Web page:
Uncharted 2: Among Thieves

(And yes, I would have written “Amongst Thieves”… A habit I am trying to break.)

As regular viewers may or may not know, I enjoy the occasional computer game. Actually, I enjoy good computer games a lot, but “good” computer games are few and far between, so I tend to buy a fair few computer games but spend very little time playing them. I usually give up on most computer games after a few hours, and probably play one or two to the end in any given year. I usually like the idea of playing computer games much more than I do playing them. This is because I like computer games - I really thing that the medium has a lot of potential - but there really are not very many great games. So, most computer games, I play a couple of levels and then abandon through boredom. The last computer game I thought was truly superb was Portal (and I still love the end song to that; best song at the end of a game ever). The trouble with computer games is really quite simple and has been commented on in many places: while the technology has got better and better, the quality of the scripts has deteriorated - and they weren’t very good to begin with. (But I am thinking of some of the early text-only adventure games from the 80s - some of those were fun and well-written.) This has always driven me nuts. There’s really no reason a computer game can’t have strong characters you care about and a decent story that you get involved in - after all, cartoons and computer-generated movies such as Toy Story and Wall-E show that it is entirely possible to get wrapped up in virtual realities as much as any film driven by live action. Sure, it’s a harder balance to strike, as you have to play the game which means you can’t have people talking all the way through. But the main trouble is, games designers tend to get bogged down with the mechanics of the game and the script and story end up a secondary consideration at best. And until the scripts, stories and characters of games are invested with the same sort of care as those in a good film or even - dare I say it - a good book, then games are destined to remain low-brow and juvenile entertainment. Yeah, games are fun, but our involvement is purely kinetic.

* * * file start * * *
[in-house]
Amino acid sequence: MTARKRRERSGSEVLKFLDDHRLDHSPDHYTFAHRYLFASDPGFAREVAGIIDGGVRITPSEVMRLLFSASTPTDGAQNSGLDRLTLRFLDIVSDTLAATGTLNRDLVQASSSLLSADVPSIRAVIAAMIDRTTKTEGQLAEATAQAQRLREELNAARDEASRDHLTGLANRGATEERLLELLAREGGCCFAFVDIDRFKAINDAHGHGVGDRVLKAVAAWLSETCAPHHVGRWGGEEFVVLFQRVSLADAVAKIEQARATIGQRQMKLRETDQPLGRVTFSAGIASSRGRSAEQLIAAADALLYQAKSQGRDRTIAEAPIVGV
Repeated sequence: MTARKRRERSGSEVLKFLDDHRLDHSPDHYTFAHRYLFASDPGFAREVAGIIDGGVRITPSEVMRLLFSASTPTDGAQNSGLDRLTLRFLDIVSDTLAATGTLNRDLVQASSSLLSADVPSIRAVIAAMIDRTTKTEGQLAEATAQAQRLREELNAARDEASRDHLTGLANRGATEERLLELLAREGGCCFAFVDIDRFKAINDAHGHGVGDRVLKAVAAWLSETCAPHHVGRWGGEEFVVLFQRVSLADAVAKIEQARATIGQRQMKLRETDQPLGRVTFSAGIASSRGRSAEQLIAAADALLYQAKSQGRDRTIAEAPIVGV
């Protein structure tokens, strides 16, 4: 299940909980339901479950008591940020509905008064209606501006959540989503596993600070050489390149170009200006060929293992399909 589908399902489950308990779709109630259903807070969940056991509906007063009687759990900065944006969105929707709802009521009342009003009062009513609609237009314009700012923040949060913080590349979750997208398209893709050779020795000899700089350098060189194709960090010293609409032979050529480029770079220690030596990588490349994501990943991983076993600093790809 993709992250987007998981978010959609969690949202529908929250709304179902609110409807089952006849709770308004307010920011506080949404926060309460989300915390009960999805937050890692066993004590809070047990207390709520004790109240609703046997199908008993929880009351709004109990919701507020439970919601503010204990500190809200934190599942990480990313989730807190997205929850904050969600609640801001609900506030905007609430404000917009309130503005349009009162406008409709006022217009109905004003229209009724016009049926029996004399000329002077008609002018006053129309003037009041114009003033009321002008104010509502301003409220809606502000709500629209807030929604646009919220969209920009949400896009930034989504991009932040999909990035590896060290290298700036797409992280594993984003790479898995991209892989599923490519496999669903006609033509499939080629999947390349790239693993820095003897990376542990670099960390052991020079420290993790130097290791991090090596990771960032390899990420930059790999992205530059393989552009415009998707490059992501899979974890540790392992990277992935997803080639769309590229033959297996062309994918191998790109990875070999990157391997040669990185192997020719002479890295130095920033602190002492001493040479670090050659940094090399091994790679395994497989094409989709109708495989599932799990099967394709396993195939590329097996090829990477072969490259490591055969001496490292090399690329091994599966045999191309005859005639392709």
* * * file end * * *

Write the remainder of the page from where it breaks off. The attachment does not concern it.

Well, I’ve just completed Uncharted 2: Among Thieves. I played Uncharted: Drake’s Progress not long ago (having come late to the PS3), and was blown away by that. U2:AT is even better. The gameplay is superb - scenes that would be cut-scenes in other games turn out to be playable - a whole building collapses and you’re sliding along the floor with bad guys shooting at you and you suddenly realise you are supposed to be playing - it’s not a cinematic. Car chases in which you jump from car to car; an amazing train shoot-out in which you leap from carriage to carriage, clamber to the top and avoid getting killed by low bridges; finding yourself hanging from the train as it teeters over a cliff following an explosion… All superb action film sequences that you play. All of this would set it apart from your average game anyway, in conjunction with the amazing visuals. But what I really, really loved about this game was - it had a decent script.